Tag Archives: © 2022 Book Chatter

Review: The Last Chairlift

The Last Chairlift

The Last Chairlift
By John Irving
Simon & Schuster, 9781501189272, October 2022, 912pp.

The Short of It:

It’s been a long time I’ve read Irving but his new book does not disappoint.

The Rest of It:

Rachel Brewster is a slalom skier at the National Downhill and Slalom Championships in 1941. Due to her slight stature, she’s known as Little Ray. Although she’s well-known for her skill on the slopes, she doesn’t come close to winning a medal. Back home in New England, she becomes a ski instructor and has a son named Adam. The son who was conceived while at the Championship.

Little Ray and Adam are part of a very unique family. Although Little Ray had relations which resulted in her pregnancy, Little Ray’s partner is actually her long-time friend Molly. Another friend, Elliot, who happens to be small like Little Ray, is a cross-dresser that is near and dear to everyone, including Adam. In fact, Adam goes out of his way to protect Elliot when his secret is discovered.

If you think this is quite the cast of characters, then you’d be right and that’s not even the half of it! There is also Em, who doesn’t speak but pantomimes what she wants to say, nosy Aunts who are obsessed with Adam’s sexual preferences, oh, and ghosts. Ghosts.

Adam is a writer so some of the story is left up to the reader. Is it fiction that Adam created or is it actually part of his story? The ghosts he sees at the Jerome Hotel could be real, or they could be part of his plot. You see what I mean?

This is a wild ride of a story. At 900 pages, I really couldn’t predict how the story would end or where these characters would end up. What I can tell you is that Irving’s knack for character development is very strong and he continues to use his platform to make some political statements. The entire last part of the book was political. That said, this was probably one of the most unique stories I’ve read in a really long time.

I can’t emphasize enough how unique this story is. It’s a love story, a ghost story, and ripe with sexual politics. These characters will stay with me for a very long time.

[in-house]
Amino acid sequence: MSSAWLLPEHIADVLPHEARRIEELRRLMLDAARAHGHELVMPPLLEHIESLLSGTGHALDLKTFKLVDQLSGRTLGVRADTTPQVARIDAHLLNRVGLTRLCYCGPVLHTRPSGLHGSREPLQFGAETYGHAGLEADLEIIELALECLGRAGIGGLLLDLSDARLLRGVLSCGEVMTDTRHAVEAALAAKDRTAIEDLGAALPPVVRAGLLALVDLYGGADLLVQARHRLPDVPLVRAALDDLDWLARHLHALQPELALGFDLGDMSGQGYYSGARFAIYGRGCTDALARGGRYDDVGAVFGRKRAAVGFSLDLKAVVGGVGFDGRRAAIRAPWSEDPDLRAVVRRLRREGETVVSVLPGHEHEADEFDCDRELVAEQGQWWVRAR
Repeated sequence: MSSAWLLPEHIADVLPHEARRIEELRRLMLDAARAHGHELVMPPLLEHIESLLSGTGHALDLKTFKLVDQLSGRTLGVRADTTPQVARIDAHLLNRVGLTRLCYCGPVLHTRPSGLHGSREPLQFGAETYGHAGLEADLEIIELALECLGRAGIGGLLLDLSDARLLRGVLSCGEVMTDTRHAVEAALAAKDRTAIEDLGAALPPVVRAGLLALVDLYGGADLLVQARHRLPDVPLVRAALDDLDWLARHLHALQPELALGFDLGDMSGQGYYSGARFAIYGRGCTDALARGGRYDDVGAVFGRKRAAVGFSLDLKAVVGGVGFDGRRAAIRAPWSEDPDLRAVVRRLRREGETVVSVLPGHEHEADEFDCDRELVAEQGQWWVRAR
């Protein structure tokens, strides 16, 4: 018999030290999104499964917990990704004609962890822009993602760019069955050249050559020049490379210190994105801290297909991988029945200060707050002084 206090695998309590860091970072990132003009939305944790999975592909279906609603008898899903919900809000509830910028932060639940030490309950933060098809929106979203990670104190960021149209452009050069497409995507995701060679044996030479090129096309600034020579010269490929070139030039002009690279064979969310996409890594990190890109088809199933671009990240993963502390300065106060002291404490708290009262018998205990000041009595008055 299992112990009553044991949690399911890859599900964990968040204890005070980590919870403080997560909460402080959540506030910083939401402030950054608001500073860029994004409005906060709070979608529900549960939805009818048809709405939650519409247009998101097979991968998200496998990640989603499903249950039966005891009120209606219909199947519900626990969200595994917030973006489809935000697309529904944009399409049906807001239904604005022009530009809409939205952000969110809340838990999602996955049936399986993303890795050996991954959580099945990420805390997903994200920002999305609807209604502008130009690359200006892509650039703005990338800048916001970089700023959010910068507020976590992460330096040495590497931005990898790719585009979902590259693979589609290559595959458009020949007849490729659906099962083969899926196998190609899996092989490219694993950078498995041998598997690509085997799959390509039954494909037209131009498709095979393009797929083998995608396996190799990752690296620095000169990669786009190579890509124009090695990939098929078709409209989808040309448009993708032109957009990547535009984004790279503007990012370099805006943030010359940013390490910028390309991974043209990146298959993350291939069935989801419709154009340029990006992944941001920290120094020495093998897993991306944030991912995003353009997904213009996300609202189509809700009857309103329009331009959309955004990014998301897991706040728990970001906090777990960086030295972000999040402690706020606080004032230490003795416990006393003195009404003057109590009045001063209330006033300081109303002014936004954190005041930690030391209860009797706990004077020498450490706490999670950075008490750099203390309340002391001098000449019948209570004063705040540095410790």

Source: Review copy provided by the publisher.
Disclosure: This post contains Indiebound affiliate links.

Review: Novelist as a Vocation

Novelist as a Vocation

Novelist as a Vocation
By Haruki Murakami
Translated by Philip Gabriel & Ted Goossen
Knopf, 9780451494641, November2022, 224pp.

The Short of It:

Fans of Murakami will enjoy this personal look at writing from his point of view.

The Rest of It:

If you’ve been around me for awhile then you know how much I love Murakami. I wait around, endlessly for new books to be translated and when they are, I have been known to beg and plead for a review copy. This was no exception.

Novelist as a Vocation is a collection of short essays about how he came to be a novelist. It touches on process but it’s more about the internal dialogue he had with himself about becoming a writer. One day, he just decided he was going to write a novel. He didn’t feel all that equipped to do so but he was a dedicated reader, and knew what he liked to read and felt that he had stories to tell. That’s it.

Some of his earlier works were not a big hit, at first. His short fiction pieces that were published in the New York Times is what made his name known in literary circles and from there, his fan base grew. His odd characters and fantastical story elements have found a place in my heart His writing is what I call a “palate cleanser”.  I read all types of books but when I need a reset, I reach for Murakami. I often have to settle for a re-read since the translation process usually means books are about 3-4 years apart.

I was surprised at how much he shares in this new book. He is usually pretty private. An everyday guy, doing everyday things, who just happens to be an award winning author but he lets us in with this one. As readers we see his insecurities at play. I do believe that being vulnerable is what makes his stories so unique.  His imagination and character development have no boundaries. I love this about him.

If you are curious about Murakami and have never read one of his novels, pick up Kafka on the Shore or The Windup Bird Chronicle. These two books will give you a very good idea of his writing style. After that, you will want to know more about him as a novelist. That’s where Novelist as a Vocation comes in. Recommend.

Source: Review copy provided by the publisher.
Disclosure: This post contains Indiebound affiliate links.